On a morning he should have been in middle school, 12-year-old Isaac Durham collapsed on the sidewalk after drinking a fifth of vodka stolen from a Circle K in Flagstaff, Arizona. After the paramedics pumped his stomach, he was charged with underaged consumption of alcohol and became a juvenile offender for the first time.
In the seven years that followed, Durham, a member of the Hopi Tribe, spent five years, on and off, in juvenile detention. Before he was locked up, he strategically bounced between the reservation and non-Indian land to avoid punishment – exploiting the divide between tribal and county jurisdictions.
“By the age of 19, I was a full blown meth and heroin addict, injecting meth and heroin and homeless on the streets,” Durham said. “That’s when I was at my rock bottom.”
Generations of historical trauma and increased exposure to violence make young Native Americans more vulnerable to the complicated, often contradictory clutches of the juvenile justice system, legal experts say. Once in the justice system, Native children become lost in a jurisdictional web, a dysfunctional state system and a federal system that has no proper place for them.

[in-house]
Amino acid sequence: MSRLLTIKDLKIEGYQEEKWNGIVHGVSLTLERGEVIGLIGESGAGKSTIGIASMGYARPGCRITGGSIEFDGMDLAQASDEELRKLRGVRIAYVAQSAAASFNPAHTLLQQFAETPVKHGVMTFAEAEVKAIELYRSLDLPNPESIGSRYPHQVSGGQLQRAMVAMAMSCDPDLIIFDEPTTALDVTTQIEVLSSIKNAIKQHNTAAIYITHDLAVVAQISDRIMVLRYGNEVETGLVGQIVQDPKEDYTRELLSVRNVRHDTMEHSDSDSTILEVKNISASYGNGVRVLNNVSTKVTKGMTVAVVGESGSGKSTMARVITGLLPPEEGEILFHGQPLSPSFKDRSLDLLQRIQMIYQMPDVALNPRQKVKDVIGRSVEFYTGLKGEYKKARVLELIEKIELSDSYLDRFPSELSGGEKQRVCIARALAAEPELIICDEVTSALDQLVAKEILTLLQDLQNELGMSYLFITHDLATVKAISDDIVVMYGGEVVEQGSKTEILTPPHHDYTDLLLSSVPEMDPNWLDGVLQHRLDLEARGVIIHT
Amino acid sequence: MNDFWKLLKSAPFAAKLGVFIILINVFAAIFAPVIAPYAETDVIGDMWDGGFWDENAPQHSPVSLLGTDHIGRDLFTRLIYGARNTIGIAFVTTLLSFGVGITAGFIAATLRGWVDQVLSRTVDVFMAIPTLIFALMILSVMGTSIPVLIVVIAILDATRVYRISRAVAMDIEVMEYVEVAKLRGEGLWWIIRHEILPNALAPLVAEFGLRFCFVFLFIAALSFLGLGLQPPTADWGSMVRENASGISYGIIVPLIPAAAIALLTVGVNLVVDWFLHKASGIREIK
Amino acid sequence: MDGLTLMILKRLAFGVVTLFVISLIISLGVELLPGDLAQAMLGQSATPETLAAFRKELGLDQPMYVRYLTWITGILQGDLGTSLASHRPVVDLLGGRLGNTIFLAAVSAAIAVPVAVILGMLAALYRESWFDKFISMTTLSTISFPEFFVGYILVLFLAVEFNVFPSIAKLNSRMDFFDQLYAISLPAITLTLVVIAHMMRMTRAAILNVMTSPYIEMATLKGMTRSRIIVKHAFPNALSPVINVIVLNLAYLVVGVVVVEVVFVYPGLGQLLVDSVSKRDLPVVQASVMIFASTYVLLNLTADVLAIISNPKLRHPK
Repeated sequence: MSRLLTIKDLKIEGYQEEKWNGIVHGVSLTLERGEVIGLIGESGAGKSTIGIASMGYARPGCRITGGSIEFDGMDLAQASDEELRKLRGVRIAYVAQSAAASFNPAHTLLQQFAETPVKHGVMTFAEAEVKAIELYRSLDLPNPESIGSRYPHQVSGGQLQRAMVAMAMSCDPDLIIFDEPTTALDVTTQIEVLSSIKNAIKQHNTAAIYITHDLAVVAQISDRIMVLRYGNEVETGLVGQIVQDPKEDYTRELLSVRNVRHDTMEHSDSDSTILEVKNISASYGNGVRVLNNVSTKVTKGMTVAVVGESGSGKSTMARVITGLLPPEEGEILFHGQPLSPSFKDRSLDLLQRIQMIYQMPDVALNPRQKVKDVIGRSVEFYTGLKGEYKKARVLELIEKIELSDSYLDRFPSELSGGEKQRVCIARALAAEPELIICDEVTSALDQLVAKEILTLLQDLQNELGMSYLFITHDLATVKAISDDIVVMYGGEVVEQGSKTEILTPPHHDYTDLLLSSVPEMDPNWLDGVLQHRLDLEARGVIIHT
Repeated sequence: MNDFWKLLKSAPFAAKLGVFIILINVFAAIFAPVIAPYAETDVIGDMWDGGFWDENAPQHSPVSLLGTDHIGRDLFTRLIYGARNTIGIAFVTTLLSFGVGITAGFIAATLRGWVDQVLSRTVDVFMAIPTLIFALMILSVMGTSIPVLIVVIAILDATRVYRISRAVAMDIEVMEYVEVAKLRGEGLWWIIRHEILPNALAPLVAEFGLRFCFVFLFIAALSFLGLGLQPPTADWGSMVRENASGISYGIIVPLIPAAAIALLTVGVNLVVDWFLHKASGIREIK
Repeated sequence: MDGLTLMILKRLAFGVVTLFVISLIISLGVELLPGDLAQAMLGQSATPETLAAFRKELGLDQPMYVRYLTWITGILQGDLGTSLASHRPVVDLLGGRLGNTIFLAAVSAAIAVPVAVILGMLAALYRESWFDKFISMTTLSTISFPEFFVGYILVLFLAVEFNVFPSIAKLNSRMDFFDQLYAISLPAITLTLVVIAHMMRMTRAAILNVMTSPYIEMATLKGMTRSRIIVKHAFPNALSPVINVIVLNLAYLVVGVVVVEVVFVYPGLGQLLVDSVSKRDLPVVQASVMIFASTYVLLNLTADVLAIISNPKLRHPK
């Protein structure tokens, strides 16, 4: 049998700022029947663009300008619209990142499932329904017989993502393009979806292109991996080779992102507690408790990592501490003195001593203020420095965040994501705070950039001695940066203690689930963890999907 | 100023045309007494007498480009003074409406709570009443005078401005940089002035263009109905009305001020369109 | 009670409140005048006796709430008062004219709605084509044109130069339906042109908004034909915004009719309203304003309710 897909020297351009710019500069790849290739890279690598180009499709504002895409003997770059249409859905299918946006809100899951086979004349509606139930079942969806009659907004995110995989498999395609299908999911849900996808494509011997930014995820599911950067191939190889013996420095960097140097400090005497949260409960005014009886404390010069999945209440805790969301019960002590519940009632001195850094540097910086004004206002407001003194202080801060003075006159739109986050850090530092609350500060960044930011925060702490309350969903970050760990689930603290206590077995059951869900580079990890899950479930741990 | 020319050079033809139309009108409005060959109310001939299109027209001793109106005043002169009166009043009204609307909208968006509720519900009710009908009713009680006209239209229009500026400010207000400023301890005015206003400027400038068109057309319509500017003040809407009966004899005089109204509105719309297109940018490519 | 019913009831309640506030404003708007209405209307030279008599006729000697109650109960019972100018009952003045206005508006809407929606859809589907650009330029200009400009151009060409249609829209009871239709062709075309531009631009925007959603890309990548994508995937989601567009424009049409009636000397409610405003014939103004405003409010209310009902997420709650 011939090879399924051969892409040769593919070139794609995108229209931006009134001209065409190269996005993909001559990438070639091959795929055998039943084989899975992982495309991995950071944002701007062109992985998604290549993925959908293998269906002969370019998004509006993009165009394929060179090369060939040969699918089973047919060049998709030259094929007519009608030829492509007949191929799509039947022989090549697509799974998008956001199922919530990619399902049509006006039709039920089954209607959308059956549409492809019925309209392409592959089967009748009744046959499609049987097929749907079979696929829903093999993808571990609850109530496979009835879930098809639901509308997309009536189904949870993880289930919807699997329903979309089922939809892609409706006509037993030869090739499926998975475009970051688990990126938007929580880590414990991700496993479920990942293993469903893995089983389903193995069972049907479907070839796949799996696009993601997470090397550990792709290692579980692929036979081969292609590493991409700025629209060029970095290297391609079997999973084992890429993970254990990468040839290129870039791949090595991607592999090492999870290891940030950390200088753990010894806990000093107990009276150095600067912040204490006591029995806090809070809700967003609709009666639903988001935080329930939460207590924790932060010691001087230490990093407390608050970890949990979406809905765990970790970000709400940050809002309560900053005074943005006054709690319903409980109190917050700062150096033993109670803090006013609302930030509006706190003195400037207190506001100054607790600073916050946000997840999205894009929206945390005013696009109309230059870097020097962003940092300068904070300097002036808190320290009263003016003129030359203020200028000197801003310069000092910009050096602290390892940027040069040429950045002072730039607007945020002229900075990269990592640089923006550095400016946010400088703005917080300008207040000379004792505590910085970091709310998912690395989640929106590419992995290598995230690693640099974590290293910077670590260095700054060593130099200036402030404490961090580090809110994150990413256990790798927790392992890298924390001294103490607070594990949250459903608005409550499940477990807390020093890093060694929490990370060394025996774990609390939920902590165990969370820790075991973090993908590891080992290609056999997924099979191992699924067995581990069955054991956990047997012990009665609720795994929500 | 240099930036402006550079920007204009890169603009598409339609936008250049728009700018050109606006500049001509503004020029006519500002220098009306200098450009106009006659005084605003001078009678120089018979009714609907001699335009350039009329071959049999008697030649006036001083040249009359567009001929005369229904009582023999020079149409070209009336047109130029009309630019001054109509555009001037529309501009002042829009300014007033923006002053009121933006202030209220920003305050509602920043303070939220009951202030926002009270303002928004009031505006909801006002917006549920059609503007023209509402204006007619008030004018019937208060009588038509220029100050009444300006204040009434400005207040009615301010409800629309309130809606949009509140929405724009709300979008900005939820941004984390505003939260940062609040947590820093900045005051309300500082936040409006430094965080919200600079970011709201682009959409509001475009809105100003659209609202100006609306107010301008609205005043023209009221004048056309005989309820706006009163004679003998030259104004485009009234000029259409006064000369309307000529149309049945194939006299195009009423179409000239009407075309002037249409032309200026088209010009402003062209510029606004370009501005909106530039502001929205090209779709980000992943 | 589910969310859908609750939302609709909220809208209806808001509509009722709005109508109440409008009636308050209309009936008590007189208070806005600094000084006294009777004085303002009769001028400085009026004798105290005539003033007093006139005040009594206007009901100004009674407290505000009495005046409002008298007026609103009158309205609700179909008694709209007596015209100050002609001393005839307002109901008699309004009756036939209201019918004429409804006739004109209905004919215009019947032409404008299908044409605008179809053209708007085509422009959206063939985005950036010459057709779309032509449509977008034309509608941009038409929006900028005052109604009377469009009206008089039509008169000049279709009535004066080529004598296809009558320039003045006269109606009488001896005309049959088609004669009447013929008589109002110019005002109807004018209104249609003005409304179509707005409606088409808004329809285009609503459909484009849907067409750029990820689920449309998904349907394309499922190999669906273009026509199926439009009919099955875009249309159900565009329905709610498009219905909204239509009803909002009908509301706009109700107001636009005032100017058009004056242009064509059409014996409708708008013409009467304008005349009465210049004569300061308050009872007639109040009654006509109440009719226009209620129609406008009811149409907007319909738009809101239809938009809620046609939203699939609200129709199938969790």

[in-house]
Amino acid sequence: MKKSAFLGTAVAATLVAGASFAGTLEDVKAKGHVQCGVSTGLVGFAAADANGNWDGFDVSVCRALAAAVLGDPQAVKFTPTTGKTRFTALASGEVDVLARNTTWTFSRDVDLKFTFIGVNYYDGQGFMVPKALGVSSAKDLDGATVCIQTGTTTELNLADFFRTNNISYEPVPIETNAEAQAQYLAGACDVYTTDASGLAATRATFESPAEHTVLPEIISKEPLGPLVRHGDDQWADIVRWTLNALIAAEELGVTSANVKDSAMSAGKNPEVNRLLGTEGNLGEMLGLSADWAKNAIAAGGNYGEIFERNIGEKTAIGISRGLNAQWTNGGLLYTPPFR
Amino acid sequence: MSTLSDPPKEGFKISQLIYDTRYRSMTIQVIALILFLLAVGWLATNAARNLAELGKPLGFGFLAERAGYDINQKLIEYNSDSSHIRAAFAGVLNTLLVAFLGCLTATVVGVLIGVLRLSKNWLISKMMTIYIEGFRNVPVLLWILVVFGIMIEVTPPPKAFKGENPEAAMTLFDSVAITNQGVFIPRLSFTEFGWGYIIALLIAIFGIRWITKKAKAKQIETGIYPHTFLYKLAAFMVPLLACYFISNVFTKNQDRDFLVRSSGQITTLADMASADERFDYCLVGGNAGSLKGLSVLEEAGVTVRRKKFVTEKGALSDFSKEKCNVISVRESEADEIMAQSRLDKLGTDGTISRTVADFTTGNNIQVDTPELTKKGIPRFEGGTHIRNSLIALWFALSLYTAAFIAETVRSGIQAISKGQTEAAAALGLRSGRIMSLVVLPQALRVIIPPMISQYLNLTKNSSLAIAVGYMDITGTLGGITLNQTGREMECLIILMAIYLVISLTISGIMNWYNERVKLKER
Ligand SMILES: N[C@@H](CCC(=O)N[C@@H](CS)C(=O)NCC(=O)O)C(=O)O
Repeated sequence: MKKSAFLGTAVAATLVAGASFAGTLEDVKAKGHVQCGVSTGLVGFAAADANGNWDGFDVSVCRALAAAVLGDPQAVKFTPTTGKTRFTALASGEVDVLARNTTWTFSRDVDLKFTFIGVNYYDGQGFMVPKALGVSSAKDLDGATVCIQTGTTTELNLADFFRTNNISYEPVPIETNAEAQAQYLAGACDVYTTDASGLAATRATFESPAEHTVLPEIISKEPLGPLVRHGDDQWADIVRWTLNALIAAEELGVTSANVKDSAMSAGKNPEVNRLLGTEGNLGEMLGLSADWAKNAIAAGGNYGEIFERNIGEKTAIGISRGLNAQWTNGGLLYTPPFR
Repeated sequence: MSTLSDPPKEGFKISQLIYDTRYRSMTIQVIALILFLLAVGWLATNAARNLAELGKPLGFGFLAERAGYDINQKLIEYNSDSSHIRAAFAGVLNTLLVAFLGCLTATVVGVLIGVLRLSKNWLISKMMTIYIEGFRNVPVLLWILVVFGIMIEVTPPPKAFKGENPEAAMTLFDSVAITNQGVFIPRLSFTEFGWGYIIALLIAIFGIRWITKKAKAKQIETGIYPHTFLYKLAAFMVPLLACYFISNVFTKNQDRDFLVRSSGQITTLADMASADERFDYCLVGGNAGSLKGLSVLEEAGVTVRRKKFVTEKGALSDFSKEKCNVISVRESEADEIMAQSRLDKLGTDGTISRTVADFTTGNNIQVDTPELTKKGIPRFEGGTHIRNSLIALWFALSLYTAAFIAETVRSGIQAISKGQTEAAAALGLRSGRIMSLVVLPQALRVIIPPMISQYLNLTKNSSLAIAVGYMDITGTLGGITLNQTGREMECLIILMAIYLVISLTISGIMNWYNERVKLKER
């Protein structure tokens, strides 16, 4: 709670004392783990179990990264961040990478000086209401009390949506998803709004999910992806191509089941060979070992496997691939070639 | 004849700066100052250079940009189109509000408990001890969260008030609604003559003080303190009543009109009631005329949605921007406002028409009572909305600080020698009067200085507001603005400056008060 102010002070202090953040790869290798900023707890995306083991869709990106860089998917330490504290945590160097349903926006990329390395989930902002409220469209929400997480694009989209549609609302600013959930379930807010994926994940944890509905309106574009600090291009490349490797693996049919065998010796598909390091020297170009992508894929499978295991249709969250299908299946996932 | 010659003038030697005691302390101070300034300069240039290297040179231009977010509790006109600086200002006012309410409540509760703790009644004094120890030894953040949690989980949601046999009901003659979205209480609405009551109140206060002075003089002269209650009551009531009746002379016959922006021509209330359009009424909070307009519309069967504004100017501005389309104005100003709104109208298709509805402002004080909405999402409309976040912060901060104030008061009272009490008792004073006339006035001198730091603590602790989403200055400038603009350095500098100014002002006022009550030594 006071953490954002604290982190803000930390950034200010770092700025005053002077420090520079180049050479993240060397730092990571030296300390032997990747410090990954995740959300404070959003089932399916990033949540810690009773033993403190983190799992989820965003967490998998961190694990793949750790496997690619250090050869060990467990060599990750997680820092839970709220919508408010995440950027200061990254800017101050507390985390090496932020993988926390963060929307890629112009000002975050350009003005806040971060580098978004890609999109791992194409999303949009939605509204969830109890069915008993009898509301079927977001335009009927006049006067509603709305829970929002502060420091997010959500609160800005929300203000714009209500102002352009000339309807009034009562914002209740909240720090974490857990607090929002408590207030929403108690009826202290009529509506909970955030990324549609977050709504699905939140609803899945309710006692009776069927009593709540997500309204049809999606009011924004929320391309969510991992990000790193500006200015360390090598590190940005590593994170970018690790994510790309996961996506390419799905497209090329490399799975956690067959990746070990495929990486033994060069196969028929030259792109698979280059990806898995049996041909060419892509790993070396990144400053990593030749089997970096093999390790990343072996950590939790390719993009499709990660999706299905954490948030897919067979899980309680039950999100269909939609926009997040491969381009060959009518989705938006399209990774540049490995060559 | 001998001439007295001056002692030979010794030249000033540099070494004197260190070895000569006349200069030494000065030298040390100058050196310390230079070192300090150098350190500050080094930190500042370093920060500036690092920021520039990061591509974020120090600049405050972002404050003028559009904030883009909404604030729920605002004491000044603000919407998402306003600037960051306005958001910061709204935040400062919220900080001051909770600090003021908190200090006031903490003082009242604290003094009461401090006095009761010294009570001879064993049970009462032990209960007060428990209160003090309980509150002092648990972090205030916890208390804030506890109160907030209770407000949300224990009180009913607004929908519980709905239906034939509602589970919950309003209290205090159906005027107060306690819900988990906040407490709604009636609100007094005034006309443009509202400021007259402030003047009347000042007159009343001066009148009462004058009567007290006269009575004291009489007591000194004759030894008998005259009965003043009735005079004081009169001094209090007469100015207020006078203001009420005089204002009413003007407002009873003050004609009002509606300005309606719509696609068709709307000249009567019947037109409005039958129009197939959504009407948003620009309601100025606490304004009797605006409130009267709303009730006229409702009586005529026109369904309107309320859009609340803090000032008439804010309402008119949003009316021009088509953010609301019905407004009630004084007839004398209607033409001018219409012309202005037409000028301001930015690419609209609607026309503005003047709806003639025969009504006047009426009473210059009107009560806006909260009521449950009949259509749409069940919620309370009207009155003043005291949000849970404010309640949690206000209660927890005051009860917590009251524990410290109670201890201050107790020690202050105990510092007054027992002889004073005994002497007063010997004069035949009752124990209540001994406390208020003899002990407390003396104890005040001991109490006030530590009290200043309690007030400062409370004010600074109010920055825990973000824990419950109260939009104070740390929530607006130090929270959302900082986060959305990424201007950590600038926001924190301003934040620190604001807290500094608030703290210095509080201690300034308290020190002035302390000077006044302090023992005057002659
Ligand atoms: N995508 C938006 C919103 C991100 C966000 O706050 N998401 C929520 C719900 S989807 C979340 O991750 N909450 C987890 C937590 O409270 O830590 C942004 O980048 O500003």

Isaac Palone, a member of the Fort Yuma Quechan Indian Tribe, whose desert reservation straddles the Colorado River in southern Arizona and California, shares a similar story.
Palone was born on his grandmother’s living room floor to an alcoholic mother who had taken laxatives to conceal her pregnancy. After years of abuse in both his family home and in state care, he turned to drugs and alcohol.
“By 12, I was already involved with the cops,” Palone said.
He spent his last four months as a minor on probation for burglary. Soon after he turned 18, he broke the law again and, according to the Yuma Sun, was one of the city’s most wanted criminals. Tried for three burglaries and aggravated assault with a deadly weapon, he was convicted and imprisoned for seven months.